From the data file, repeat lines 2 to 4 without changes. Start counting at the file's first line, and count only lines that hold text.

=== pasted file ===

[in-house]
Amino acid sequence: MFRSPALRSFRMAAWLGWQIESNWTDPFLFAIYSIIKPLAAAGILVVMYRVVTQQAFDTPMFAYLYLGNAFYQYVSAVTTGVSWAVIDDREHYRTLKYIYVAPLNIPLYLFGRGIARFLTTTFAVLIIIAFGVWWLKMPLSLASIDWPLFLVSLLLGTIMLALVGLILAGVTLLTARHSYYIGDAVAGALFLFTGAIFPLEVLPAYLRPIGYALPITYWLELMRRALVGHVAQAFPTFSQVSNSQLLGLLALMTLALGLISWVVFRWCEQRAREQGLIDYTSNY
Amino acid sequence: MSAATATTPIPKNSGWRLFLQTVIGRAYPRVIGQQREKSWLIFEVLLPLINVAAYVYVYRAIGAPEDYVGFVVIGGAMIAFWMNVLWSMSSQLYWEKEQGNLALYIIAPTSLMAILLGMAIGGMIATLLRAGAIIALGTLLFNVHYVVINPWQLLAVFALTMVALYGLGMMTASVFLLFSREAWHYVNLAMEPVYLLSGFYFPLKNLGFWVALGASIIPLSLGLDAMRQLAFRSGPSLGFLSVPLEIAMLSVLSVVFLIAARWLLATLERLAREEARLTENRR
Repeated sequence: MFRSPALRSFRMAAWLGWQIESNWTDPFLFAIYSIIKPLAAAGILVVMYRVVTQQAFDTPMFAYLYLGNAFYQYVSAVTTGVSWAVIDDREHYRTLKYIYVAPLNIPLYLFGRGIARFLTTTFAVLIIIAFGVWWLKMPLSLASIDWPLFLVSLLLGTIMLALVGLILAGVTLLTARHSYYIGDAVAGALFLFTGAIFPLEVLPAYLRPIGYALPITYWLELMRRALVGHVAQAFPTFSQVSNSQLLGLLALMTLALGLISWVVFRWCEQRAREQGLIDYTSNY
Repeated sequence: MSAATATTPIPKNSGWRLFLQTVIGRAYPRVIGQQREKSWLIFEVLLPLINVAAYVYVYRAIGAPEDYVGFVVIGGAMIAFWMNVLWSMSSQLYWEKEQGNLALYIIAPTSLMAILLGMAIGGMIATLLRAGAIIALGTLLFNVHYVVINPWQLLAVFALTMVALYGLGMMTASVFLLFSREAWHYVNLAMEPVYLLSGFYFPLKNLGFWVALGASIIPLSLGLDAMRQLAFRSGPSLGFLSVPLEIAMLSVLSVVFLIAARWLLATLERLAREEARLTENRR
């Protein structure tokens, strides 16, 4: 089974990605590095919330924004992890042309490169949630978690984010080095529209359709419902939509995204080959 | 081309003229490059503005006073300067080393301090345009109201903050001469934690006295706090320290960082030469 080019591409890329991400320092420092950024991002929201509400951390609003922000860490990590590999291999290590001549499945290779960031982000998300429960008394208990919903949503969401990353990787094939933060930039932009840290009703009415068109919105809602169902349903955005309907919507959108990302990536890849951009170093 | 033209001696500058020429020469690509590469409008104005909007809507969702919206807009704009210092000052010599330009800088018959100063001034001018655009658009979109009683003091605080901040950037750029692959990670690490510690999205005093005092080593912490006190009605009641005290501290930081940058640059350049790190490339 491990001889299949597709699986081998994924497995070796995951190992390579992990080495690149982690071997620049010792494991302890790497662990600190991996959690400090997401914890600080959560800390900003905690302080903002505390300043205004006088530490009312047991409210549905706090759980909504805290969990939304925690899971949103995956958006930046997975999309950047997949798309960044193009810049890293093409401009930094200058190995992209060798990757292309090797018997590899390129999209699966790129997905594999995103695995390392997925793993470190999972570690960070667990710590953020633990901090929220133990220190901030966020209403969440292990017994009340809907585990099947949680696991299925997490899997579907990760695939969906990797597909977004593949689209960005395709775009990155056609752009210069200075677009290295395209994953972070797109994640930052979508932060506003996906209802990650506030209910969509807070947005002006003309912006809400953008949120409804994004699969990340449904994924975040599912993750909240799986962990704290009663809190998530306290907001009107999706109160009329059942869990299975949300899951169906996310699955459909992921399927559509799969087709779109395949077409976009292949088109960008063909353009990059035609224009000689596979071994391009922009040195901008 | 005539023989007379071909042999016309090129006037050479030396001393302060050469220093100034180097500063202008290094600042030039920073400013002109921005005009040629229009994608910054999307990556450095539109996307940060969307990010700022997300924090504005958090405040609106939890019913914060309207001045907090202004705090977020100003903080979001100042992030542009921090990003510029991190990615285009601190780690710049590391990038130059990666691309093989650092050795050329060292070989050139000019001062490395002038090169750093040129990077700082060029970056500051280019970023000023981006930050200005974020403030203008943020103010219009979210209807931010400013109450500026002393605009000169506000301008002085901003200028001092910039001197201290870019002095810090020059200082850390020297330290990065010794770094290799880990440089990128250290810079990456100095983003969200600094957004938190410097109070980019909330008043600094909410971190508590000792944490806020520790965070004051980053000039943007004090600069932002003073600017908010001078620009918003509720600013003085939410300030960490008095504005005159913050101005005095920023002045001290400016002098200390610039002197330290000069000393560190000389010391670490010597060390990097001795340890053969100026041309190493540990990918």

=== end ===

Amino acid sequence: MFRSPALRSFRMAAWLGWQIESNWTDPFLFAIYSIIKPLAAAGILVVMYRVVTQQAFDTPMFAYLYLGNAFYQYVSAVTTGVSWAVIDDREHYRTLKYIYVAPLNIPLYLFGRGIARFLTTTFAVLIIIAFGVWWLKMPLSLASIDWPLFLVSLLLGTIMLALVGLILAGVTLLTARHSYYIGDAVAGALFLFTGAIFPLEVLPAYLRPIGYALPITYWLELMRRALVGHVAQAFPTFSQVSNSQLLGLLALMTLALGLISWVVFRWCEQRAREQGLIDYTSNY
Amino acid sequence: MSAATATTPIPKNSGWRLFLQTVIGRAYPRVIGQQREKSWLIFEVLLPLINVAAYVYVYRAIGAPEDYVGFVVIGGAMIAFWMNVLWSMSSQLYWEKEQGNLALYIIAPTSLMAILLGMAIGGMIATLLRAGAIIALGTLLFNVHYVVINPWQLLAVFALTMVALYGLGMMTASVFLLFSREAWHYVNLAMEPVYLLSGFYFPLKNLGFWVALGASIIPLSLGLDAMRQLAFRSGPSLGFLSVPLEIAMLSVLSVVFLIAARWLLATLERLAREEARLTENRR
Repeated sequence: MFRSPALRSFRMAAWLGWQIESNWTDPFLFAIYSIIKPLAAAGILVVMYRVVTQQAFDTPMFAYLYLGNAFYQYVSAVTTGVSWAVIDDREHYRTLKYIYVAPLNIPLYLFGRGIARFLTTTFAVLIIIAFGVWWLKMPLSLASIDWPLFLVSLLLGTIMLALVGLILAGVTLLTARHSYYIGDAVAGALFLFTGAIFPLEVLPAYLRPIGYALPITYWLELMRRALVGHVAQAFPTFSQVSNSQLLGLLALMTLALGLISWVVFRWCEQRAREQGLIDYTSNY